Jill founded Fire Tech because she was unimpressed by the level of tech teaching on offer in schools. Fair: eight-year-olds are building their own apps these days, they don’t need lessons on how to underline in Word.
Instead, Fire Tech are teaching people about the more creative and interesting side of technology. Coding, video games and mobile app design, for example. Then there’s electronics, robotics, digital photography, even becoming a YouTube creator – because the world needs to see you opening mega packs and scoring worldies.
“These skills are important because every job that you can imagine is going to have a technical component, the economy is more and more tech driven, that’s a one-way street, it’s not going to change,” explains Jill.
And she’s right. The world is changing quickly and tech skills are going to be important no matter your line of work. “Some people think of tech as being a programmer or a data scientist, and those jobs are definitely important,” she adds. “But if you’re in marketing, you’re going to have CRM systems and databases. If you’re a doctor there’s now robotic surgery. The legal profession has been completely revolutionised by tech. So it’s not just techies who need to understand about technology – tech is an important tool that’ll make you a more valuable economic player.”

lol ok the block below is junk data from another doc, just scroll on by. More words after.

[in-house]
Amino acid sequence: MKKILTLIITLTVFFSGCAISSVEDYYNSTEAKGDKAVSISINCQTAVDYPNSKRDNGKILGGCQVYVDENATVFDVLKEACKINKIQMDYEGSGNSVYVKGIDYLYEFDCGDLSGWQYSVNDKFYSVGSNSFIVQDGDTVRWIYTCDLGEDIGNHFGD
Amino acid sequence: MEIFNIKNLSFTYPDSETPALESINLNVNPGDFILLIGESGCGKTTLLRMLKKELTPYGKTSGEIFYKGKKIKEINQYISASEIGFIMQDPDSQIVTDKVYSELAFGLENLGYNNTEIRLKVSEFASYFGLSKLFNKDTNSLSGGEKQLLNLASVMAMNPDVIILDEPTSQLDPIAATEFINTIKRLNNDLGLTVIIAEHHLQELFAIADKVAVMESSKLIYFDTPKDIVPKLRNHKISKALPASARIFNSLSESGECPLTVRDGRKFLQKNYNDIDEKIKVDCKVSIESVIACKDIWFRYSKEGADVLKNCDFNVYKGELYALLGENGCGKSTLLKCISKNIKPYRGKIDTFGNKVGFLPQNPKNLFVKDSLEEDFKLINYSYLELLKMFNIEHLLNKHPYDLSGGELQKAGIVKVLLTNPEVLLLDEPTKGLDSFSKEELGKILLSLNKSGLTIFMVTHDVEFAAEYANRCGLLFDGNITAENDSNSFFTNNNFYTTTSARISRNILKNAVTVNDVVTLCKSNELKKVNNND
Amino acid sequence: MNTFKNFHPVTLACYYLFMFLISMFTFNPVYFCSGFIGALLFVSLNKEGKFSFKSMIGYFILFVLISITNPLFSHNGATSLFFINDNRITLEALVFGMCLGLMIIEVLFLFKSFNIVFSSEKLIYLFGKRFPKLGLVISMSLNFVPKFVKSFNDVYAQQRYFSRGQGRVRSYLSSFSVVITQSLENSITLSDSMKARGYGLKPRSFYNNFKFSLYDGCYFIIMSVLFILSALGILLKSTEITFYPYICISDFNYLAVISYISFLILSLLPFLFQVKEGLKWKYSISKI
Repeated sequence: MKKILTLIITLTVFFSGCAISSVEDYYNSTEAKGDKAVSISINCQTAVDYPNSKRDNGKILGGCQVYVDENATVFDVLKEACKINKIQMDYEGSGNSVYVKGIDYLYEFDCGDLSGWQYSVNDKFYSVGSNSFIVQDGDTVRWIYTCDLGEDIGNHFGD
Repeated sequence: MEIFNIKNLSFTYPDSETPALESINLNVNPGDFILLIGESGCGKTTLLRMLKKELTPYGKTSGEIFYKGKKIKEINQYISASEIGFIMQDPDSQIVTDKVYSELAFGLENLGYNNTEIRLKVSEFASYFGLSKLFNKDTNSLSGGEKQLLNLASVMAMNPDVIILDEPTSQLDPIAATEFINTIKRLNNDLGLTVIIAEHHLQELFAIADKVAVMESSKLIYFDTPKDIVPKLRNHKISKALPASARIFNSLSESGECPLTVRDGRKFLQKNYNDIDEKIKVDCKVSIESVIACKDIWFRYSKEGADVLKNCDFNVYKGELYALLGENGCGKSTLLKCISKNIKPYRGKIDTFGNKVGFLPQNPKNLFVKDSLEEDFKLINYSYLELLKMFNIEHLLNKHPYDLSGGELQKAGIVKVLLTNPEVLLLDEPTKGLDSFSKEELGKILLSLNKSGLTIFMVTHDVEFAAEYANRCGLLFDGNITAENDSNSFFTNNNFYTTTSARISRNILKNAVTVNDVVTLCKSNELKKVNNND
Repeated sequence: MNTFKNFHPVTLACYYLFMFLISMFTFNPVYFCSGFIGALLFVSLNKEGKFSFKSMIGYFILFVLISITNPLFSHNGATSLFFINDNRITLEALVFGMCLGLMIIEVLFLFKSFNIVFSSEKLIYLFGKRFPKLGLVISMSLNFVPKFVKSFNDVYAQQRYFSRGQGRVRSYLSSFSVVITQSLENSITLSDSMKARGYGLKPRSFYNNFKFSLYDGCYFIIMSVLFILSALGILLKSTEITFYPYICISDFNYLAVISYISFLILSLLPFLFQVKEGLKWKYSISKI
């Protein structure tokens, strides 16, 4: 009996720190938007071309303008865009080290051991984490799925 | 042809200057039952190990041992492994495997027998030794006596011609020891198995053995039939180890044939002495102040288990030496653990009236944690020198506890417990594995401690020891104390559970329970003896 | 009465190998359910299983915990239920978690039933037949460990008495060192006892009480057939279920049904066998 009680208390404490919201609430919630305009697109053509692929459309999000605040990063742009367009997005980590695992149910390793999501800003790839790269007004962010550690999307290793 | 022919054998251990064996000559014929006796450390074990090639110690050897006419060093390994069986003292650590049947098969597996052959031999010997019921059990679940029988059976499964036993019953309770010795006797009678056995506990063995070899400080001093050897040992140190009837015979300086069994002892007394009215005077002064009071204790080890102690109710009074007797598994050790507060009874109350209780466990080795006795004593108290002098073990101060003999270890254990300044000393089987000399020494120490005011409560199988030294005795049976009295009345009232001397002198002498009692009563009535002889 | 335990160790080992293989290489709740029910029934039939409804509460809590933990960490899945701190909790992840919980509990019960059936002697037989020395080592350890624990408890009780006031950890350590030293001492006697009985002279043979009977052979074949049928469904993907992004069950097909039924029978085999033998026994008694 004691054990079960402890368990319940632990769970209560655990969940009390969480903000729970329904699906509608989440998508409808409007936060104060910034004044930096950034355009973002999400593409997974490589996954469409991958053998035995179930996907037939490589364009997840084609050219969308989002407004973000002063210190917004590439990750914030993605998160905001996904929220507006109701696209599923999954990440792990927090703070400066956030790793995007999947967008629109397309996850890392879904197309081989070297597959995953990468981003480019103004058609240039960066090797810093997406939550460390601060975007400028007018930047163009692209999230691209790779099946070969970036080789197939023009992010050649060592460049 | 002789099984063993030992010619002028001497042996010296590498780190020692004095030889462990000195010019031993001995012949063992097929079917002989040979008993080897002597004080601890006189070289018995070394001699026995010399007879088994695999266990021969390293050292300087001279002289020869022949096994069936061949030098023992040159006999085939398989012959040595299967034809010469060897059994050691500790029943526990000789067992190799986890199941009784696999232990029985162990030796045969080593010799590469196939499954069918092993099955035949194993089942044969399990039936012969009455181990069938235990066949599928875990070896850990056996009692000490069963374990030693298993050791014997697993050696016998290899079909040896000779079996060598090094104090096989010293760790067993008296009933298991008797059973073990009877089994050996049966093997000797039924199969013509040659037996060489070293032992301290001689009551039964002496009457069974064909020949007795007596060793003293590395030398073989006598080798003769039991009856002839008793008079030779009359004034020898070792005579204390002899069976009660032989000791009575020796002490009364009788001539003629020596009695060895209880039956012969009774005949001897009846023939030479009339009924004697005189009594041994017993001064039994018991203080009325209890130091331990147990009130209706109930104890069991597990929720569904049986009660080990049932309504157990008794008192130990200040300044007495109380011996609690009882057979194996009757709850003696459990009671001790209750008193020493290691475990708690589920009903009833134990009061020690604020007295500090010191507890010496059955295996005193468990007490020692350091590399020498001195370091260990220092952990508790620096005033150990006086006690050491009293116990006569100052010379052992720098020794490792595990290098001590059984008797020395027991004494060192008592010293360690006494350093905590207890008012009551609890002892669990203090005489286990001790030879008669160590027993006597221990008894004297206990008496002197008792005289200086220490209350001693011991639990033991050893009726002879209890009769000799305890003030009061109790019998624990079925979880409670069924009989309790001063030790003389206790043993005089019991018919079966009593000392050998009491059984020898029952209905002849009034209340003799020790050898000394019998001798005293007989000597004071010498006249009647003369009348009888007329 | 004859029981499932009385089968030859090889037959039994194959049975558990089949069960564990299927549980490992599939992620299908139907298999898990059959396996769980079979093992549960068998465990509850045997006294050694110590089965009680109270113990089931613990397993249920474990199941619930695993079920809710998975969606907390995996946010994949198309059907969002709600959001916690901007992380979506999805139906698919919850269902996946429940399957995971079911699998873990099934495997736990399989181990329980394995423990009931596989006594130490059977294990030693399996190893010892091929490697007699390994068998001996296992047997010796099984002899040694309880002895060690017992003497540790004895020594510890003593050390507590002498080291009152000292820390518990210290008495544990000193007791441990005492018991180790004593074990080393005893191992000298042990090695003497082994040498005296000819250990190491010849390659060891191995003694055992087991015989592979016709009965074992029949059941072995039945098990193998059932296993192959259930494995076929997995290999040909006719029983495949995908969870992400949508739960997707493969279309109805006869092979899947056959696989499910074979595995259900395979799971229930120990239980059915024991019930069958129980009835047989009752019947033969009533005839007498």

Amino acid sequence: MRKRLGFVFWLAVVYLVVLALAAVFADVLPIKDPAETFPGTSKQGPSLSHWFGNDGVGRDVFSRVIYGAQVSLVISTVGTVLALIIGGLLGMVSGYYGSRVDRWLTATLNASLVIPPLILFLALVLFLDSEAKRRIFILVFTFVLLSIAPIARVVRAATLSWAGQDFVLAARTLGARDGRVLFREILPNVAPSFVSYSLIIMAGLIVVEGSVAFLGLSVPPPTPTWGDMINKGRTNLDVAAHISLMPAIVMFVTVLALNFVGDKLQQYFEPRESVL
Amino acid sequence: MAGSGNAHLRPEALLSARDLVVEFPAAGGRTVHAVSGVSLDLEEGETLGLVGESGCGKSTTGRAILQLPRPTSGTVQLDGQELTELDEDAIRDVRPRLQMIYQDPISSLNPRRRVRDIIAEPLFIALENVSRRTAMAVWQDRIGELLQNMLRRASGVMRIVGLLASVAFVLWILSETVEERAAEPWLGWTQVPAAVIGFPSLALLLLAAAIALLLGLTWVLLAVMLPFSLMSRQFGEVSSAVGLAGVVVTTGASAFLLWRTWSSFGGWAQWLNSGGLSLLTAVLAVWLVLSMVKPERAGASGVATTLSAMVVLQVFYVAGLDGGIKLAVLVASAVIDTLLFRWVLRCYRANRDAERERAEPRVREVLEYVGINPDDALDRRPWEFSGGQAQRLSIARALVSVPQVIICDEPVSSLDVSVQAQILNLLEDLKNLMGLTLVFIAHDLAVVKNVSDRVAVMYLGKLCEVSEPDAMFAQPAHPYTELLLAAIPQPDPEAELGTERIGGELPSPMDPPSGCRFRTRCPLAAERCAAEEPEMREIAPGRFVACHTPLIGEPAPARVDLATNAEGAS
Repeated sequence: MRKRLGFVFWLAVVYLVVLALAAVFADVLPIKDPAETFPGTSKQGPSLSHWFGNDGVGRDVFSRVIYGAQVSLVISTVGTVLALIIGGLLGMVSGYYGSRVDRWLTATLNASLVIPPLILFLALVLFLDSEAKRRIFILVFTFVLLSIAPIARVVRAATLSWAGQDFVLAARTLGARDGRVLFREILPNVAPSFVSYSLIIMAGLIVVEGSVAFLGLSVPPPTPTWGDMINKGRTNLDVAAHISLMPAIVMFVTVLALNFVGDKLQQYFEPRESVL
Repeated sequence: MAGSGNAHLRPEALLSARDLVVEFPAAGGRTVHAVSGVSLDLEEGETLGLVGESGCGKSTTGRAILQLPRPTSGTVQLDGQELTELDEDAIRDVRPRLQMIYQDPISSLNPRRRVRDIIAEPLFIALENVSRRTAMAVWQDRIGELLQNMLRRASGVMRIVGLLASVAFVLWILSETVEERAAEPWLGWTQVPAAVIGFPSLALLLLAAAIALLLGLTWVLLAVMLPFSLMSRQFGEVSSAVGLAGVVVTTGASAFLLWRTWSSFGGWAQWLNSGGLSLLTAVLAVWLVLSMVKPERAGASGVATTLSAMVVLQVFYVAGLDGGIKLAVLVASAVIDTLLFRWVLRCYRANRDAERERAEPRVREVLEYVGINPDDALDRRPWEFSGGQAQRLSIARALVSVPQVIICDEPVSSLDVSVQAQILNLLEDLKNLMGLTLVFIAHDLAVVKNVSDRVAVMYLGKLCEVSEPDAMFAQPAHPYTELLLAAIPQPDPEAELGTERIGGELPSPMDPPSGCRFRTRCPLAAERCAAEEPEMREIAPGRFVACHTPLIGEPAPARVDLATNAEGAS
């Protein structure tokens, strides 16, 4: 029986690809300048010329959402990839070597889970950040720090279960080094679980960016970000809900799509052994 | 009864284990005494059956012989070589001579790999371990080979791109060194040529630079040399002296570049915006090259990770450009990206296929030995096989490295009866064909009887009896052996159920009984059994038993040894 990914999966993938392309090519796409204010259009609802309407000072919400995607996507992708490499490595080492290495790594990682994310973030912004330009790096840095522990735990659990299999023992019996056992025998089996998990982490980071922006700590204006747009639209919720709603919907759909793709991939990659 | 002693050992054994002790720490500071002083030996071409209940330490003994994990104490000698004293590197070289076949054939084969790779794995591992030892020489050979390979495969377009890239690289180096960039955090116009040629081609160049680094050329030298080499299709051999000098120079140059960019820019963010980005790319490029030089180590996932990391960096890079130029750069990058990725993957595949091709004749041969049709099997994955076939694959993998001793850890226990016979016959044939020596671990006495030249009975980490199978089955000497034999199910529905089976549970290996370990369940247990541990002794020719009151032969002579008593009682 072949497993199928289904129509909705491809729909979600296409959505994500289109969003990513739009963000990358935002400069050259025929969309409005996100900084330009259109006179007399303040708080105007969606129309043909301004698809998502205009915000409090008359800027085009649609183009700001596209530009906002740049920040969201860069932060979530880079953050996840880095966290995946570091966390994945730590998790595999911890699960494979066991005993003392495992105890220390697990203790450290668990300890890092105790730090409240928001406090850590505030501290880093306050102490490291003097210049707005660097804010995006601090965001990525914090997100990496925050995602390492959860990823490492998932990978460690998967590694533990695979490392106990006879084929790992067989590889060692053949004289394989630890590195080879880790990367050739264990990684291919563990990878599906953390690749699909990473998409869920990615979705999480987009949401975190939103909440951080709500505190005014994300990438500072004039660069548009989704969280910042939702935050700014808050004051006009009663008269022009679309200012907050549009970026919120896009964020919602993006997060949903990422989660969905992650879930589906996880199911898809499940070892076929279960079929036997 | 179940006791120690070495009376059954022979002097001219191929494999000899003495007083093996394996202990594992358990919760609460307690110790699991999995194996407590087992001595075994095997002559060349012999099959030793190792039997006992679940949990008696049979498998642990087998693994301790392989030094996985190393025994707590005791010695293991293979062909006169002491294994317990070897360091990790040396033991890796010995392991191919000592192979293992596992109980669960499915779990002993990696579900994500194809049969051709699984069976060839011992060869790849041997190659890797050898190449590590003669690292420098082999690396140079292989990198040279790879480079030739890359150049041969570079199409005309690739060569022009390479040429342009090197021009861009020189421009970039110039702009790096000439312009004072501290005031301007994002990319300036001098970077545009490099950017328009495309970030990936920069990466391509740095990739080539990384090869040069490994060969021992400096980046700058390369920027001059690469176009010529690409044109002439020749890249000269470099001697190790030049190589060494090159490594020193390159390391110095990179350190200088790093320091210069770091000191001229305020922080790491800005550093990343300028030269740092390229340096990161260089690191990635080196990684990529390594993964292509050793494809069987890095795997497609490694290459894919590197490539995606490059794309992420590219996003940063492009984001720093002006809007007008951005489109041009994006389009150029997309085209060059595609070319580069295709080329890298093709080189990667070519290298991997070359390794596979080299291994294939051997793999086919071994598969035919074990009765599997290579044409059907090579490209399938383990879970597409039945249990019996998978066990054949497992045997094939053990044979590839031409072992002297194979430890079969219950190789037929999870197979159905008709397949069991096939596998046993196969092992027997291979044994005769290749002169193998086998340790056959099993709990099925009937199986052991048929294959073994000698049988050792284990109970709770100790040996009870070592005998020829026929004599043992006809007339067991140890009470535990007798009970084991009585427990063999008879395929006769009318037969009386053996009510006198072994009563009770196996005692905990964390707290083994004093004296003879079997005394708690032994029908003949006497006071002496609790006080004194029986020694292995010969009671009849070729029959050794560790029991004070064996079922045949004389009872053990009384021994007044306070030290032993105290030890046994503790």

Much like Gary, Jill believes that computer games have their benefits, too. “I think there are some interesting skills that come with playing computer games, and I think that’s really underrated. Fortnite is super-huge right now. It’s really impressive, there’s a lot going on there – you’re building things, there’s strategy, there’s teamwork. These skills that come with multi-player games are under appreciated. There’s a lot of transferable skills there, and there’s research to back that up.”
All things considered, it’s a good time to be a gamer or tech-enthusiast. It’s crazy to think that until relatively recently, gamers were viewed as basement-dwelling nerds. (Who even has a basement? The WiFi signal would be dead.) Yet, just a few years on, Nike has signed its first eSports player. The Chinese League of Legends star Jian Zihao – better known as Uzi – will be working with NBA superstar LeBron James on a new campaign. How wild is that? A gamer alongside King James!
Even clubs such as Manchester City and West Ham have signed eSports stars to represent them at FIFA tournaments. For most, being paid to play FIFA is a pipe dream, but it’s good to see that gaming is finally being taken seriously in all walks of life. The game has changed. Literally.
As the training exercise wraps up, we begin chatting to Craftsman Danny Stokes about FIFA 19. “Definitely five at the back,” he says as we talk about our preferred formations. “Keeping it real, scoring all the goals, conceding none.
“It’s decent. Three strong centre backs – Vertonghen, Otamendi, Kompany, whoever. Then I’ve got my boy Trippier on the right. He’s chilling at right wing back, sorting it out with Lucas, going up the flanks whipping balls in,” he says.
It’s amazing how easily gaming can connect people; a ready-made conversation topic with which millions can relate to one another. FIFA is practically its own universal language.
So what is Danny’s top tip for FIFA 19? “Sweat it. Pass it across goal and tap it in.” Not everything has changed, then.